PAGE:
As we walk alongside our immigrant friends and neighbors during these turbulent times, we will show the world that they are not taking something from us. Instead, they are bringing us gifts.

I believe this is the better way forward.


The Making of a Creationist Theme Park: Part Two

Ark Encounter: The Making of a Creationist Theme Park (NYU, 2018) is the latest work from James Bielo. Below is the second half of the rightingamerica interview with James regarding this fascinating book.

James S. Bielo is Assistant Professor in the Dept. of Anthropology at Miami University (Oxford, Ohio). He is the author of four books and more than 50 scholarly articles, chapters, & essays. He is the project director for Materializing the Bible, a digital scholarship project that explores the social, material, and political dimensions of biblically-themed attractions. And, he is co-editor of a book series with the U of Nebraska Press, Anthropology of Contemporary North America

This image is the book cover for James Bielo's Ark Encounter: The Making of a Creationist Theme Park. It features the bow of the wood Ark against a blue sky.

Ark Encounter: The Making of a Creationist Theme Park (NYU, 2018)

1. At the end of your chapter on “The Past is Not History” you ask this provocative question:

“In contrast to the hotly contested field of public school curricula, where symbolic capital derives from scientific legitimacy, can creationism score a victory in the court of public entertainment, where creative capital speaks in an artistic and affective register? When it comes to history-making, is creationism more fun than evolution?”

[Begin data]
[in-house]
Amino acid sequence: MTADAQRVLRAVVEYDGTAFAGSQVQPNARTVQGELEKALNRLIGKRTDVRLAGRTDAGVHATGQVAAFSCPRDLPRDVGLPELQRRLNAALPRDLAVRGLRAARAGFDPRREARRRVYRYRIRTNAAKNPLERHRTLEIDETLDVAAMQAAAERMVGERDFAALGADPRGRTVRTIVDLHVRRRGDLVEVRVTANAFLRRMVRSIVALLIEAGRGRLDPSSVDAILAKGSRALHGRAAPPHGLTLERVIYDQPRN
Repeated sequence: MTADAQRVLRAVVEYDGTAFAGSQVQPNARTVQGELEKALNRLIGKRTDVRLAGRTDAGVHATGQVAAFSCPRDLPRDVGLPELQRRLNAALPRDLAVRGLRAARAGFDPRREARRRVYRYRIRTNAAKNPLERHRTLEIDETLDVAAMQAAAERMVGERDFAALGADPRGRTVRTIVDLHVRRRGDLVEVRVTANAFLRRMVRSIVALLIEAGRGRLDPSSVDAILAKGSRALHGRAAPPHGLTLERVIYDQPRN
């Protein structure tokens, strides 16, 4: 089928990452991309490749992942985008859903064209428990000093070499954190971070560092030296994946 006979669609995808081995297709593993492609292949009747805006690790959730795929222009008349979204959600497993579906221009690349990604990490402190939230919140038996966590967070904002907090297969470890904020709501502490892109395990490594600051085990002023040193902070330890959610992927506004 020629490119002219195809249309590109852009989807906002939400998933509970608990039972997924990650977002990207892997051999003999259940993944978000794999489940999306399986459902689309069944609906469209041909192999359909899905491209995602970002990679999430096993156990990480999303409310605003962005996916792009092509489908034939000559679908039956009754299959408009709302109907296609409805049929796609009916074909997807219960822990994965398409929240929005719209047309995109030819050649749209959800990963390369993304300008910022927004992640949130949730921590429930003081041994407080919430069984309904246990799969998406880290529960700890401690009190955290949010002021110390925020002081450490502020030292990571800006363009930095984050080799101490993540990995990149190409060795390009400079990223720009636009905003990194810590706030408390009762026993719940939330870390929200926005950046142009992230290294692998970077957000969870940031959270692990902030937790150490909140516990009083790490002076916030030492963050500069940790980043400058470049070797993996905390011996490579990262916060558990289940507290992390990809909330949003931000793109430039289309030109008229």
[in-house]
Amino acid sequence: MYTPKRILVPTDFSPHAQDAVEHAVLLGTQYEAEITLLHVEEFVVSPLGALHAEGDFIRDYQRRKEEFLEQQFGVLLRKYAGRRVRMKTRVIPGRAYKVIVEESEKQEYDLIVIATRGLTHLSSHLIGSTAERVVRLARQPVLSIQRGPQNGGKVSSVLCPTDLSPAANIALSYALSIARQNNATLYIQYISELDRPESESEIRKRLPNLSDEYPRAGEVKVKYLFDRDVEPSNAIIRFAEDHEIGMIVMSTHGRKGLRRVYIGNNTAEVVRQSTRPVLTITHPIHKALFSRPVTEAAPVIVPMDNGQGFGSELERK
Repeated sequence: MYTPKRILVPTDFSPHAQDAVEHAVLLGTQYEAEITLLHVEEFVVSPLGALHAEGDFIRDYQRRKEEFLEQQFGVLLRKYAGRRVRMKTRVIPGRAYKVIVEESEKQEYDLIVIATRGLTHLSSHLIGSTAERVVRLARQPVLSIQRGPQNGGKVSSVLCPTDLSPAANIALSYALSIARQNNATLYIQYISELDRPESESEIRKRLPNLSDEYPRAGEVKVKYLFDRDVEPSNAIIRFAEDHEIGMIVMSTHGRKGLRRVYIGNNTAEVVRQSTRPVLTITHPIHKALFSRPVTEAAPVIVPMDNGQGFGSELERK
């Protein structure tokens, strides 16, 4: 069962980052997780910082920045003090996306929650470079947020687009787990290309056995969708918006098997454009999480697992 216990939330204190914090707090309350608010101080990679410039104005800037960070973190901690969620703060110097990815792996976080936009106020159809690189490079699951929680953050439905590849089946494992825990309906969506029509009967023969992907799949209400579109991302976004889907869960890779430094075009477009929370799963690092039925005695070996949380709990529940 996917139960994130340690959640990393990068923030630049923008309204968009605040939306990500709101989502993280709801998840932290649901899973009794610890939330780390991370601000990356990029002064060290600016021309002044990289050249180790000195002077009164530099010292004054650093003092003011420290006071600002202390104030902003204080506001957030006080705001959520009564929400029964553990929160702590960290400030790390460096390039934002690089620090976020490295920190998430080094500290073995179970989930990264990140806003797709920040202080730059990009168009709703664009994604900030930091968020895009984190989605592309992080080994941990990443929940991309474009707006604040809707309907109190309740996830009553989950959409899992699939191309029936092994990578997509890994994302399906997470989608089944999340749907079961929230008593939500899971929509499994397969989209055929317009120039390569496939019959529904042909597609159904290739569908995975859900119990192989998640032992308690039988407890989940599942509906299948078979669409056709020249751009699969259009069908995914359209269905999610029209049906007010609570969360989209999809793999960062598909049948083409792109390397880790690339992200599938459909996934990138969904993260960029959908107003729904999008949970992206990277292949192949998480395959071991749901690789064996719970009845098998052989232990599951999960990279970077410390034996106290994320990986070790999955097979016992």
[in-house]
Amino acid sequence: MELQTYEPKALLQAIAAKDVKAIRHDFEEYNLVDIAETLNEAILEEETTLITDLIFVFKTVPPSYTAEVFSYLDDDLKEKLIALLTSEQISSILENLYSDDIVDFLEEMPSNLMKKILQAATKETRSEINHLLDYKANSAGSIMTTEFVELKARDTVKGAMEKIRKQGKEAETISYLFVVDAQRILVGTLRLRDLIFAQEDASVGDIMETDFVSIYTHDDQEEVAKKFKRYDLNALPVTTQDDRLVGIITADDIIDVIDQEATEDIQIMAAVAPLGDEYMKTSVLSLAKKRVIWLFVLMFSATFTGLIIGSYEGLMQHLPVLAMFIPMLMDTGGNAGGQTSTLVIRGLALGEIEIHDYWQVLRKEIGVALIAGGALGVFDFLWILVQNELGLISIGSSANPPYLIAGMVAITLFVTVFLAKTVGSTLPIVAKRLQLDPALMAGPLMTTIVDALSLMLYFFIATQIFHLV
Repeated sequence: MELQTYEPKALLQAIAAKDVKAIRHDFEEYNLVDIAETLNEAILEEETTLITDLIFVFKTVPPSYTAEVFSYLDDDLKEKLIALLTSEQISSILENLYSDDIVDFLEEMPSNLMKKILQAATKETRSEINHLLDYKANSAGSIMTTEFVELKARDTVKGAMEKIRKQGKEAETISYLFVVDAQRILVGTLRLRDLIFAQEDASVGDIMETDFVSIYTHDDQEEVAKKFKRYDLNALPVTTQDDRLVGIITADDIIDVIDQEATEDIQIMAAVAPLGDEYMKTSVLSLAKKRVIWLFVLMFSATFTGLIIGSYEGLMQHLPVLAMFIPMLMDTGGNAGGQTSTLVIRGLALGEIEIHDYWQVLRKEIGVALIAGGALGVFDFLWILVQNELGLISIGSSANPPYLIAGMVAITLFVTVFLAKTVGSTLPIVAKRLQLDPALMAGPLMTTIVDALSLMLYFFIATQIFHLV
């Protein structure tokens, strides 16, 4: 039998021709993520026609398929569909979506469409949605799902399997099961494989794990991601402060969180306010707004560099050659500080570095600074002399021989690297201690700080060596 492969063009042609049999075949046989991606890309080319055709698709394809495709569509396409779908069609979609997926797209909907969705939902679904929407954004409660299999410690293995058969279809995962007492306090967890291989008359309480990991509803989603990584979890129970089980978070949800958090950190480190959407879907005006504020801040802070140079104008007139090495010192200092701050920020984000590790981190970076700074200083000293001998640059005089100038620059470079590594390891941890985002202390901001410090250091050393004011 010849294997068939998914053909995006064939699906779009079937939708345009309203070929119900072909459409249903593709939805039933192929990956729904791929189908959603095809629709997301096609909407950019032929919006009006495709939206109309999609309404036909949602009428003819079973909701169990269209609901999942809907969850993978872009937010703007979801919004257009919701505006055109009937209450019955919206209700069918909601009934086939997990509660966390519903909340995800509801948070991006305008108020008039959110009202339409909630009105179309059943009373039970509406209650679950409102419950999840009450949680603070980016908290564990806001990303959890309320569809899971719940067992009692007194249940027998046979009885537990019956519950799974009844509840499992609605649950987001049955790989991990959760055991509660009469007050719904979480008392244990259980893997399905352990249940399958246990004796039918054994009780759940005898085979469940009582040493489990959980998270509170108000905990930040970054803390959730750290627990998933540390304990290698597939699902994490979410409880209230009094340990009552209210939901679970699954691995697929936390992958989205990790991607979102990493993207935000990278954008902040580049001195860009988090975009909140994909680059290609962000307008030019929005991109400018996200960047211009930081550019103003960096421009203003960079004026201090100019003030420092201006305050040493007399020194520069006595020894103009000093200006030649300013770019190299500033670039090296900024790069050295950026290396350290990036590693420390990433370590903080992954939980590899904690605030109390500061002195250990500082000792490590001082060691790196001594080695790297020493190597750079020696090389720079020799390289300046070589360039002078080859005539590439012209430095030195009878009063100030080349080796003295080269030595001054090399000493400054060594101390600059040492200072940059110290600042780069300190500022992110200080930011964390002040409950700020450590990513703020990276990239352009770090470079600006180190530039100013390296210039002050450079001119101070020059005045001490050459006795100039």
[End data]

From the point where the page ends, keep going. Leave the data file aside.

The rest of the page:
Can you explain what you mean here, and how would you answer your own questions?

Ark Encounter, and the Creation Museum, use the power of entertainment to advance their ambitions of religious publicity. In posing this question, I’m trying to reveal the wager that the creative team is making. Their wager is that through entertainment they can win visitors to their cause, and intensify the commitments of those already won. In this wager, they don’t have to compel non-creationists within the playing field of science; they just have to grab their attention within the playing field of entertainment. In their calculus, if visitors are wowed then they will walk away changed: if not converted, then at least re-oriented to the potential legitimacy of creationism.

So, how would I answer? You’re not supposed to ask me that 😉

Of course, it’s meant to be a rhetorical question. That being said, it’s worth adventuring an answer. To begin, we should clarify the kind of visitor we’re talking about. Creationist visitors, I suspect, do experience the creationist past — as performed by Ark Encounter and the Creation Museum — as fun and, indeed, more fun than an evolutionary past. But, what about non-creationist visitors? Of course, the category “non-creationist visitor” entails tons of variation. But, if you don’t live in the creationist lifeworld, then no matter your orientation you are being asked to do the same thing: to play in this frame of reality. You are asked to consider creationism as viable and, in turn, to work with their terms and exist in their lifeworld. For visitors who engage in this play, part of their experience upon leaving is reflecting on what kind of experience they had onsite. How did they feel? How did they respond: bodily, emotionally, and cognitively? Irrespective of whether they are confused, disturbed, amused, or whatever, they will confront what it was like to play in this world. Did they have fun? Ultimately, I think we just need more ethnography with different kinds of visitors to meaningfully address that.